Our coach left Lymington on time for the RSPB’s Ham Wall reserve on the Somerset Levels west of Glastonbury, whose iconic Tor could be seen from the reserve. On arrival some the party enjoyed elevenses, whilst others began walking the trail that had formerly been the railway line between Glastonbury and Bridgewater. The elevated path offers views across reedbeds and lagoons once formerly part of a thriving peat extracting industry. Now it is a haven for wildlife.
From the ponds by the picnic area Marsh or Green Frogs croaked, out in the reedbeds Reed Warblers sang and Bitterns boomed, whilst hidden in the sallows that grew in places along the track the songsters included Blackcap, Chiffchaff, Cetti’s, Garden and Willow Warblers.
Great Yellow-cress lined the banks of ditches and waterways with their golden flowers attracting many insects from Early and Tree Bumblebees to butterflies that included Brimstones, Orange-tips and Green-veined Whites.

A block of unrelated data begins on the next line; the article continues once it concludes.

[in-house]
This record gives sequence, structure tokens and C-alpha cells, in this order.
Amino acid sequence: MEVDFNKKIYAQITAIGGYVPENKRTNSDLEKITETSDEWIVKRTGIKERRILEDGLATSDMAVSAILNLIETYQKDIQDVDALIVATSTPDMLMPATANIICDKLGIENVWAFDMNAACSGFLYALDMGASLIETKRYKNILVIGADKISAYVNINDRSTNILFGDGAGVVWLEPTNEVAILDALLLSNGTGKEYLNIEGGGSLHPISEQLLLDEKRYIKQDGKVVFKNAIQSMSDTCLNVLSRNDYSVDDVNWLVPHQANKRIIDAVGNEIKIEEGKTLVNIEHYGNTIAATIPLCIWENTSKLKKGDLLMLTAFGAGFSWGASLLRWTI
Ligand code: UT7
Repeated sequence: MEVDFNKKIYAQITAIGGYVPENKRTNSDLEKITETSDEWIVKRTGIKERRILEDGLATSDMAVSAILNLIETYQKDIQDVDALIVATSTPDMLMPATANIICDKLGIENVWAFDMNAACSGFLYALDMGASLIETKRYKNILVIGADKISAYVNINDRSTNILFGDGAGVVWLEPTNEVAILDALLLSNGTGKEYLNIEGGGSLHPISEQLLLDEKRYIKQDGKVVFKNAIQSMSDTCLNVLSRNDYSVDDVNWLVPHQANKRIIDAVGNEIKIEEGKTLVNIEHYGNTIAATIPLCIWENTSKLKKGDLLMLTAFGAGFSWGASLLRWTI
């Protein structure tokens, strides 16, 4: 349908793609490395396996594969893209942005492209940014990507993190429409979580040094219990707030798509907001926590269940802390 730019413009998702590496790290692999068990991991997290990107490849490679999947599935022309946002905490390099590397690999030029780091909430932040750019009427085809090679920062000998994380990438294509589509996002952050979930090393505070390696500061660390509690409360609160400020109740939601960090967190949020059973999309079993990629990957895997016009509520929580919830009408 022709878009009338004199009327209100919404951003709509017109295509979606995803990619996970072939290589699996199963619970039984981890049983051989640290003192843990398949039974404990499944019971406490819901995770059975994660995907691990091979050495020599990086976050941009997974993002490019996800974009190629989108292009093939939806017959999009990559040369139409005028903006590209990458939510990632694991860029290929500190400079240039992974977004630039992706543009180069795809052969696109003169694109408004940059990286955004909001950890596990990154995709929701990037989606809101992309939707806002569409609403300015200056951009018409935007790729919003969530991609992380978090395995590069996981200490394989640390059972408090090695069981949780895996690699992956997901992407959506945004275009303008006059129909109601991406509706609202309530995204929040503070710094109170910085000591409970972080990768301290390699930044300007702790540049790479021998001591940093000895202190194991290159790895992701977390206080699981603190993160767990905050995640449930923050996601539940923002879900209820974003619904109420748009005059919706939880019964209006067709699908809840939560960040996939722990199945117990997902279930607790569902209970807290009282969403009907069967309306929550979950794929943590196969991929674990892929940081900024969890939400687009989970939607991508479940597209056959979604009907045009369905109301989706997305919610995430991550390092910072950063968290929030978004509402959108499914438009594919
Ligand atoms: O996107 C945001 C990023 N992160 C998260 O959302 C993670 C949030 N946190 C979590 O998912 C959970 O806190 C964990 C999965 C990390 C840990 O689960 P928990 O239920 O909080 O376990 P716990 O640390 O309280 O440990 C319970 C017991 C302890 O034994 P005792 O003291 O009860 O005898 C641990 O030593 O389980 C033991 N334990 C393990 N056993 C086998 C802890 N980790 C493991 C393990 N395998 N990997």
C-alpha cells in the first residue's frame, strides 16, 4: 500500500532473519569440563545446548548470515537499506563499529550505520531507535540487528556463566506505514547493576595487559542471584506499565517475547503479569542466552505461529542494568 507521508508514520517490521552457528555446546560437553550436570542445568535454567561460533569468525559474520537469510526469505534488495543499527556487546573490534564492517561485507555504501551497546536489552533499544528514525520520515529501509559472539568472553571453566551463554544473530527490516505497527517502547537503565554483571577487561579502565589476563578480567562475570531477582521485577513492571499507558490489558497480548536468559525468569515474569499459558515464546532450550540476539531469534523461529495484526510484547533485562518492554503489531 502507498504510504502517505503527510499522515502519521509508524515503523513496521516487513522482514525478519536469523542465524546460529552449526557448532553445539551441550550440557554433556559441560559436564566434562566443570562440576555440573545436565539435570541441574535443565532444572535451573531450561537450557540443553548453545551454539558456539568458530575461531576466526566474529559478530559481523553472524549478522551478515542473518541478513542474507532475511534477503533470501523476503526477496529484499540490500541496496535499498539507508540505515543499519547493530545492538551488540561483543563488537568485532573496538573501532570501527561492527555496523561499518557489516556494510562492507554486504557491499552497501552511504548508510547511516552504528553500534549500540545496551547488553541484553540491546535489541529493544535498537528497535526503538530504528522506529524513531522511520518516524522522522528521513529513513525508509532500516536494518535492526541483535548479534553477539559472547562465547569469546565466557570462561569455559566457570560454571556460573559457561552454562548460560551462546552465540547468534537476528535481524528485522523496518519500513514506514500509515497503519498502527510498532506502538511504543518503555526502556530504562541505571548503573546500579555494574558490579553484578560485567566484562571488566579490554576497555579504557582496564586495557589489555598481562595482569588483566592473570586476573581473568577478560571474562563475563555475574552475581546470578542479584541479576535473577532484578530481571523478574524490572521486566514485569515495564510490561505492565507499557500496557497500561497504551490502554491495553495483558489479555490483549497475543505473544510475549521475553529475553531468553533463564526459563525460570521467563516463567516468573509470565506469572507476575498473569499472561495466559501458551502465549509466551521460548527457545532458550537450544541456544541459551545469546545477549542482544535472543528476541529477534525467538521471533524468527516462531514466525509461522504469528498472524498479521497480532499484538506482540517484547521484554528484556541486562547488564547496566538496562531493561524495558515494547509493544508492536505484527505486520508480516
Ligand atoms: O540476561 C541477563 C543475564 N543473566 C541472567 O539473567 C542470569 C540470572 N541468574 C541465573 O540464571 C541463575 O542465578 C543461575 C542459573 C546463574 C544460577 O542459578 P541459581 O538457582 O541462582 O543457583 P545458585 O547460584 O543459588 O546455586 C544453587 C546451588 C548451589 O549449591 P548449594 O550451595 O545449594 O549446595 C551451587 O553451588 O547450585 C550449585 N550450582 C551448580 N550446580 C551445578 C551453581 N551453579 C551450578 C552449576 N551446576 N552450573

Overhead wheeled Swifts, Swallows and martins, but the Hobbies that circled amongst them were more interested in dragonflies. We saw Hairy Dragonflies as well as several species of newly emerged damselflies and at least two species of moths – Clouded Border and Nettle Tap.
|Great Crested Grebe - fish supper|
|Great Crested Grebe - nest and eggs|
Along the track were two viewing platforms and several side-tracks that led to hides, so there were plenty of opportunities to walk and/or sit and watch resulting in a good collective bird list. Of course not everyone saw everything, but we all had highlights of one kind or another. In addition to those species already mentioned the bird tally included Great Crested Grebes – one pair with eggs in the nest and another with downy chicks, Great White and Little Egret, a pair of Garganey, Greenshank, Whimbrel and great views of the locally breeding Marsh Harriers over the marshes.
This trip was arranged by Adrian and we were admirably driven by Solent Coaches – our grateful thanks to them both.